Why so many calls? The North’s well-documented shortage of roads, coupled with the long distances between small communities, which lack all but the basic health amenities, and larger towns with better equipped health care centres, mean that air ambulances take on the bulk of urgent and unique medical transfers. They transport trauma patients, women experiencing complications with their pregnancies or going into labour prematurely, or even just patients with contagious viruses who probably shouldn’t travel on scheduled flights, bringing them to regional health centres, the territorial hospital in Yellowknife or down to Edmonton—depending on the patient’s needs. In the NWT, Gilmour says only the hospitals in Yellowknife, Inuvik, Hay River and Fort Smith will regularly deliver babies; if there are any complications at all, the expectant mothers are sent to Yellowknife or Edmonton.

Gilmour’s been a paradmedic for 14 years now; he’s spent more than seven with AMS. He is seven days into his 28-day rotation. Yes, he works 28 days in a row. And he’s on-call 24 hours a day. But if a call comes in, he’s only allowed to work 14 consecutive hours, before taking a mandatory 10-hour break. If another call comes in, one of the other eight critical care paramedics on rotation will take it. “Fourteen hours is a long day, but I can grind that out knowing that there’s a 10-hour rest period at the end,” he says. “That’s going to make sure that our staff are a lot less fatigued, which is really what’s the most important thing.” You still have to eat, get groceries, go to the gym. And sleep. If you think this schedule sounds inhumane, Gilmour does get 28 days off once his rotation ends. This gives each of the 20-odd flight paramedic crew members—all of whom reside outside the NWT—time to go home and be with family. Gilmour lives in Grande Prairie, Alberta; one of his co-workers lives in the Caribbean.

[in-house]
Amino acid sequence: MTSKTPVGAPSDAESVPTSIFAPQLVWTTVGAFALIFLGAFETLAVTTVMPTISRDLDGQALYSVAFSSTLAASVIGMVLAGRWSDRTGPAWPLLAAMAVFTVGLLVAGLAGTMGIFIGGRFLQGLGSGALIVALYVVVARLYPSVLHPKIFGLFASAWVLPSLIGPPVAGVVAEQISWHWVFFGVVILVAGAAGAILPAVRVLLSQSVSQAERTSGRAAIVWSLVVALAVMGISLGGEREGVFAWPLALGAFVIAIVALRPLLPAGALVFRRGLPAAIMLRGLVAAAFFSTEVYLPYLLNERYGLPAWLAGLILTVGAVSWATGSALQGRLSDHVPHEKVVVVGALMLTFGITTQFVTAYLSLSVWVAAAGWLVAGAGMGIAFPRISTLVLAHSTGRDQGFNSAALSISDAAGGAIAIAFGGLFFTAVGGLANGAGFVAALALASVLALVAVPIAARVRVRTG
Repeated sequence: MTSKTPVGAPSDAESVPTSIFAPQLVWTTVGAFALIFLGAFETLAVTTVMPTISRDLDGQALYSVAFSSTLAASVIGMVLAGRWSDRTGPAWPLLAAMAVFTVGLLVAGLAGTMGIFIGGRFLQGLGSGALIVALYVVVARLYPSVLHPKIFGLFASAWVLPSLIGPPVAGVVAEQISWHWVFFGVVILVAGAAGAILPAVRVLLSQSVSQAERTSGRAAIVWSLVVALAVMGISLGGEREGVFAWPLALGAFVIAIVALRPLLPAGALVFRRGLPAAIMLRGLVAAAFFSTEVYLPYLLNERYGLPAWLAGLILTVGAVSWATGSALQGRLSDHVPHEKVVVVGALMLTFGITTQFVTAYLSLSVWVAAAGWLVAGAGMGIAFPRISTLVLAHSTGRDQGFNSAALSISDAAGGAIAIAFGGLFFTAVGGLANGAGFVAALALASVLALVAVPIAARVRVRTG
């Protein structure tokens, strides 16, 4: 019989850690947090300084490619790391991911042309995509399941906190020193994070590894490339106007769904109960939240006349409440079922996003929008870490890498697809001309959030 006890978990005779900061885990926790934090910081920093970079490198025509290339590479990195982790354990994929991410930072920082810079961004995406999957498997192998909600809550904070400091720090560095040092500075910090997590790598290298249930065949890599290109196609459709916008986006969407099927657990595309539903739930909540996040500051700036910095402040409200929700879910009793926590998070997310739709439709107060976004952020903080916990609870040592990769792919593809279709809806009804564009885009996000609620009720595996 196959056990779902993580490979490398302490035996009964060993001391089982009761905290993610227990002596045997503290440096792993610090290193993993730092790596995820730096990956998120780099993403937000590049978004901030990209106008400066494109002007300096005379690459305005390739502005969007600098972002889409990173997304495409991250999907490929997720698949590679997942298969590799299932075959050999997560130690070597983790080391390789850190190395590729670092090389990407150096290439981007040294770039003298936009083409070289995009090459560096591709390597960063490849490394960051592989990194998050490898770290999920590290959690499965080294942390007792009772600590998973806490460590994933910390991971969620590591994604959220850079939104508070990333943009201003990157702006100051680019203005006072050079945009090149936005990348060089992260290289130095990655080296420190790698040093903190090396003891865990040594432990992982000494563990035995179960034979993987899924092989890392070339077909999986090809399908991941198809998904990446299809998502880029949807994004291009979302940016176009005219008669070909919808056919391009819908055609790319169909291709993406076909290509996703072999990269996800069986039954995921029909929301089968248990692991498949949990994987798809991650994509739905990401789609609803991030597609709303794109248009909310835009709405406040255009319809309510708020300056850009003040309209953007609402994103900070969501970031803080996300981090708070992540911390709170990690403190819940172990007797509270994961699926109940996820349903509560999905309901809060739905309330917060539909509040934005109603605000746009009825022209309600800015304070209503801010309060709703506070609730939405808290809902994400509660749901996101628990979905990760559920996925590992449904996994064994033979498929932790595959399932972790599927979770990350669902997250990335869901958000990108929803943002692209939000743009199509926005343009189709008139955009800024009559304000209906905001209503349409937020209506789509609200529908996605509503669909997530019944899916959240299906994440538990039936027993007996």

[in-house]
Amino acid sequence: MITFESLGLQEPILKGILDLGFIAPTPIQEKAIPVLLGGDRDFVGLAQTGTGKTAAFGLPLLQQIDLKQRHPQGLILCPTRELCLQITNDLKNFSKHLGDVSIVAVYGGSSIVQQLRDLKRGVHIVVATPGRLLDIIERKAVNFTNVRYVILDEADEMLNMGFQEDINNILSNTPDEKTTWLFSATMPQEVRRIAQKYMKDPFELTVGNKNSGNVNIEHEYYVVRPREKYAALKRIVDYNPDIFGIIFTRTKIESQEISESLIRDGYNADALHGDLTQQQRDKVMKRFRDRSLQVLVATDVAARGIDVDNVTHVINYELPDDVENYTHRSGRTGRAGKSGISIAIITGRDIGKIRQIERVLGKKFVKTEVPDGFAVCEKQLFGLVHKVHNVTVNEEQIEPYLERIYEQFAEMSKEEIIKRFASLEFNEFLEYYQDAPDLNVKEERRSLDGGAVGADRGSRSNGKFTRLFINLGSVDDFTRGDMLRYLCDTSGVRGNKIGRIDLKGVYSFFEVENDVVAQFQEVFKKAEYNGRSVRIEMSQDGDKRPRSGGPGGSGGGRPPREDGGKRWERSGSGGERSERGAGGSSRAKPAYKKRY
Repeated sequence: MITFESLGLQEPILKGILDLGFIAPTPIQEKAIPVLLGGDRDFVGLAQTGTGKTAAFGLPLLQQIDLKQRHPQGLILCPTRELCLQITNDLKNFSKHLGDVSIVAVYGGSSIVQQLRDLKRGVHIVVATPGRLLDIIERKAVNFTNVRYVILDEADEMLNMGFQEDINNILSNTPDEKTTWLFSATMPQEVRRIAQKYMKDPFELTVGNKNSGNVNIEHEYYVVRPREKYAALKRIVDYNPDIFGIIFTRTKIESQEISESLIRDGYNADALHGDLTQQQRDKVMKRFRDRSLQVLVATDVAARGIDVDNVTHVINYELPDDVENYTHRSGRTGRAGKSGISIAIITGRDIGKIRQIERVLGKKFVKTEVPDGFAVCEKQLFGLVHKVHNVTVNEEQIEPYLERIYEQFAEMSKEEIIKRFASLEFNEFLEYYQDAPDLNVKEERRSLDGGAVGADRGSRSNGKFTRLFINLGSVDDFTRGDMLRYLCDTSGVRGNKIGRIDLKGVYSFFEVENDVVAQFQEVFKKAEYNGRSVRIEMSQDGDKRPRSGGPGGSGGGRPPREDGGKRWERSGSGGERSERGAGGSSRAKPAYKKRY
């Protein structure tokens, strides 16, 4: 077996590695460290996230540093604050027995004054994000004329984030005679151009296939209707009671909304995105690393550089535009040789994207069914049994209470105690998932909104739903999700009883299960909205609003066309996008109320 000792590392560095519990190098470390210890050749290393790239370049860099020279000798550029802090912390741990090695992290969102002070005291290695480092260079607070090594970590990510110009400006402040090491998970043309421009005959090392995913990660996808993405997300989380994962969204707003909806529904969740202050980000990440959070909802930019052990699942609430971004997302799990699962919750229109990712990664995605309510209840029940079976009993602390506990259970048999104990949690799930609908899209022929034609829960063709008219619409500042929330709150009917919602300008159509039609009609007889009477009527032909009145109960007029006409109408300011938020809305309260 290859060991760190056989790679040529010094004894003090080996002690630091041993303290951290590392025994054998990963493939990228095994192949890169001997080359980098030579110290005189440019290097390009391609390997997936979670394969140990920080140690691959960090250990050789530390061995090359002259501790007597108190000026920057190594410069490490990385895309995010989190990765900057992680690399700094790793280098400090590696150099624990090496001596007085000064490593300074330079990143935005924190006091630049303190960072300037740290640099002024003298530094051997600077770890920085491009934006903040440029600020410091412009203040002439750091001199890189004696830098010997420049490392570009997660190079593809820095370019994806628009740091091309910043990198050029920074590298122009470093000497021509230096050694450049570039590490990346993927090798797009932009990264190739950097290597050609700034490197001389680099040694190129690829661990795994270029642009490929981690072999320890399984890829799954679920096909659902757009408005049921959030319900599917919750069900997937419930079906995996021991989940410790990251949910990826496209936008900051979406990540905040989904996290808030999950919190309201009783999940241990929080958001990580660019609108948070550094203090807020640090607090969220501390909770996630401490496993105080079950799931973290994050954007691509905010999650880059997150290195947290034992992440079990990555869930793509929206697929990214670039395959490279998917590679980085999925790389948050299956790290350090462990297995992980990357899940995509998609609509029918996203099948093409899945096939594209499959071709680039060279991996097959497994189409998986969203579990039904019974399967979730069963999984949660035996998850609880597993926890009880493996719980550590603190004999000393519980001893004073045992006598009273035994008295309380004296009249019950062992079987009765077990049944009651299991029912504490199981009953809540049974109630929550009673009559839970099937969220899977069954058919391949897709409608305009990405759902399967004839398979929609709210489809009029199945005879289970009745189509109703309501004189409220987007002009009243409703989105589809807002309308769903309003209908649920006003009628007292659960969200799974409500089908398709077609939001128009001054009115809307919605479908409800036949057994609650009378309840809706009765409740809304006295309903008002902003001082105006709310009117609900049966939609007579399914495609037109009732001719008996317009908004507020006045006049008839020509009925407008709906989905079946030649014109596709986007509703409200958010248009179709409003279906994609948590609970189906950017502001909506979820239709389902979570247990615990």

He takes me on a tour of the Air Tindi hangar that now doubles as the AMS base, showing off the first of three brand new 2014 King Air 200s that had just arrived, purchased after AMS and Air Tindi won an eight-year contract to provide medevac service in the NWT. The plan is to have two of these aircraft parked inside the hangar, so patients coming or going in the depths of winter will be transferred into the plane in relative comfort, avoiding -40 C temperatures that not only affect an anxious, ailing human being, but also cause IV lines to freeze up and even ventilator tubing to shatter.

The new King Airs have space for two stretchers, with new comforts like swivel (and reclining) seats for the critical care paramedics. Gilmour’s a self-professed aviation nerd, and he brings me into the flight deck to show me the screens that, when lit up, will give the pilot and first officer a simulated picture of the terrain below them. He can’t wait to get up in the new bird.